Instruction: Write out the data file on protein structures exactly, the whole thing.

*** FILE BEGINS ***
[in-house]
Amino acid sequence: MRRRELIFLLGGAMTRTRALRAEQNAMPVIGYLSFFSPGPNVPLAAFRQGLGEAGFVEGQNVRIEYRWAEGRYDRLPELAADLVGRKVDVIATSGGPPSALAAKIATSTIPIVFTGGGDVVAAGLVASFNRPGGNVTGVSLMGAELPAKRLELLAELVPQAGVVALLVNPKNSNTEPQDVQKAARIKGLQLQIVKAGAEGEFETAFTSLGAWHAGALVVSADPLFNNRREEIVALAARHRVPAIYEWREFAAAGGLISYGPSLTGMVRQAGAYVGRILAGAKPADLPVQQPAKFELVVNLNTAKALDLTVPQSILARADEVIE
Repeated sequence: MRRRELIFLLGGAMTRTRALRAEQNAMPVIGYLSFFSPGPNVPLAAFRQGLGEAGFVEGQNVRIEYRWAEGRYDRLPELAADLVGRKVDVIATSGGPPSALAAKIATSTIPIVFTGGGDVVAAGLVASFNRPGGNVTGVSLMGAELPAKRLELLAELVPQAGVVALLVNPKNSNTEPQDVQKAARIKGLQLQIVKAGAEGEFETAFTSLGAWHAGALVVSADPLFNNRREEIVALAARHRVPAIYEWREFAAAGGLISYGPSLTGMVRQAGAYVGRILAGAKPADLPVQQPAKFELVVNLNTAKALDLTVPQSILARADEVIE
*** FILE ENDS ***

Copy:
[in-house]
Amino acid sequence: MRRRELIFLLGGAMTRTRALRAEQNAMPVIGYLSFFSPGPNVPLAAFRQGLGEAGFVEGQNVRIEYRWAEGRYDRLPELAADLVGRKVDVIATSGGPPSALAAKIATSTIPIVFTGGGDVVAAGLVASFNRPGGNVTGVSLMGAELPAKRLELLAELVPQAGVVALLVNPKNSNTEPQDVQKAARIKGLQLQIVKAGAEGEFETAFTSLGAWHAGALVVSADPLFNNRREEIVALAARHRVPAIYEWREFAAAGGLISYGPSLTGMVRQAGAYVGRILAGAKPADLPVQQPAKFELVVNLNTAKALDLTVPQSILARADEVIE
Repeated sequence: MRRRELIFLLGGAMTRTRALRAEQNAMPVIGYLSFFSPGPNVPLAAFRQGLGEAGFVEGQNVRIEYRWAEGRYDRLPELAADLVGRKVDVIATSGGPPSALAAKIATSTIPIVFTGGGDVVAAGLVASFNRPGGNVTGVSLMGAELPAKRLELLAELVPQAGVVALLVNPKNSNTEPQDVQKAARIKGLQLQIVKAGAEGEFETAFTSLGAWHAGALVVSADPLFNNRREEIVALAARHRVPAIYEWREFAAAGGLISYGPSLTGMVRQAGAYVGRILAGAKPADLPVQQPAKFELVVNLNTAKALDLTVPQSILARADEVIE